Chris Ritvo embarked on his visual effects career in 2010 at Mr. X (now MPC), where he worked on a variety of projects, including Hellboy, Antlers, Texas Chainsaw Massacre, and Ms. Marvel.

Can you provide some insight into your past experiences and how you started working in VFX?

I studied film production in Toronto and fell into VFX after university. Starting as a PA at Mr X, I quickly was able to jump on-set collecting data for several projects. Then moved to working into the 3D department at Dneg. I moved onto on-set supervising and eventually VFX Supervising!

How did you and MPC get involved on this movie?

MPC came into the project early with David Sewell from MPC’s London office supervising pre-production and the principal photography in Italy. We handed off the project to the MPC Toronto team with myself and MPC’s VFX producer Emma Gorbey in post-production and then I spent most of my time in LA with Michael and the post-production team.

What were your impressions of collaborating with director Michael Mann and can you share your experience working alongside him?

I’ve been such a fan since my childhood from The Last of the Mohicans, The Insider and of course Heat! My first meetings with Michael were great, he was very welcoming, we watched all the sequences together and discussed the film. It’s amazing to watch Michael work, he leads by example by being the hardest working person in the room. The energy is infectious and the fact that he has been trying to make this film for over 20 years, everyone really wants to make the best movie possible.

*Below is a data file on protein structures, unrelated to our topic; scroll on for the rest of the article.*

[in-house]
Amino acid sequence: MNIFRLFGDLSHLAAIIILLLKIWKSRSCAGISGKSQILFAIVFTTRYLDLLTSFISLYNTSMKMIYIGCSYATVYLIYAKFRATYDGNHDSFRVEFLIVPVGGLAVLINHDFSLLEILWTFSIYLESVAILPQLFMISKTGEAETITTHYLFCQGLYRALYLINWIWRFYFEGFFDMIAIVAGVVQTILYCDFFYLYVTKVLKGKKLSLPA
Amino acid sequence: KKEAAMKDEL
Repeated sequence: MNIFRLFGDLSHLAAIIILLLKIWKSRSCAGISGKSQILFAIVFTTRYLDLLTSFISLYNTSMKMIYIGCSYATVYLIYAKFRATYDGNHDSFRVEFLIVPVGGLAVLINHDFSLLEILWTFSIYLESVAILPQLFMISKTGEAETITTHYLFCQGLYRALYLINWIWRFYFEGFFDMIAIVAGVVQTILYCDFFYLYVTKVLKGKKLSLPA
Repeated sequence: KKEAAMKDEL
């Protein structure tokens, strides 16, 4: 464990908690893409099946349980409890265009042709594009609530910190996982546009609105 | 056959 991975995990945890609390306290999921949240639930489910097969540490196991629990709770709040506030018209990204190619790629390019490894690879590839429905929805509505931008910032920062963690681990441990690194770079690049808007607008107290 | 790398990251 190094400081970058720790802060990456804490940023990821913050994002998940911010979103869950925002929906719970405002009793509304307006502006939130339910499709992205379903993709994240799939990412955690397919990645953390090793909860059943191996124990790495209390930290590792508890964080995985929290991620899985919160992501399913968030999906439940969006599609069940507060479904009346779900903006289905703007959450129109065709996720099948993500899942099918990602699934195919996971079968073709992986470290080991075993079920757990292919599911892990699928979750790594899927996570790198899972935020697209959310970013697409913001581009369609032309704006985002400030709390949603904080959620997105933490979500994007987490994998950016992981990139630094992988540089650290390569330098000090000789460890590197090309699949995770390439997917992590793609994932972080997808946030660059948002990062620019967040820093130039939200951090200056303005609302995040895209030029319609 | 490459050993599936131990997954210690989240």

For Michael, it always started with reference, and basing the shot in the film’s reality. The emphasis was always on what was in the plates and everything had to be informed by those elements. Anything added had to blend and at no point could it distract from the drama of the film. We had so much research to go on, so many photos and reports from the real races and events If there was ever a question of what something should look like we always started with going back to the reference. And Michael always wanted to make sure accuracy was first and of paramount importance. It was very interesting spotting shots because often we got into the conversation of what the shot was about, where the audience’s eye should be focusing which was an interesting approach. If something didn’t work, we would discuss and diagnose the various issues that may be there, but usually we tried to distill and change to the simplest form to try to not change too much.

How did you choose the various vendors and split the work amongst them?

MPC was the main vendor and provided the bulk of the heavy VFX 3D work, environments, and crowds covering the entire span of the film. The shot count for a film of this size wasn’t incredibly high so we really wanted to keep the simple VFX in house as much as possible with our team of about four compositors led by our in-house compositing lead Nick Reynolds. We brought on Savage VFX who were recommended to us and had a great reputation, notably Mindhunter which we were a big fan of. Savage took on the pre-title racing sequence as well as some sequences of the Mille Miglia. We also brought on BOT VFX to do some tricky paint work.

How did you manage coordination between the visual effects teams and the other departments?

Once we had all vendors including in-house up and running, it was a matter of just doing daily meetings with everyone. Because I was situated with team in LA, we would constantly communicate with editorial who were a huge help in making temps for almost all the visual effects shots before we sent them to vendors. This was essential to giving us an inexpensive way to do some trial and error and get temp sign off with Michael before getting the vendor’s involved. Of course, things would develop and change but it’s always useful to jump start the shots. Our lovely production team led by Beth Howe coordinated with editorial, Company 3 and the vendors for keeping on schedule and deliveries.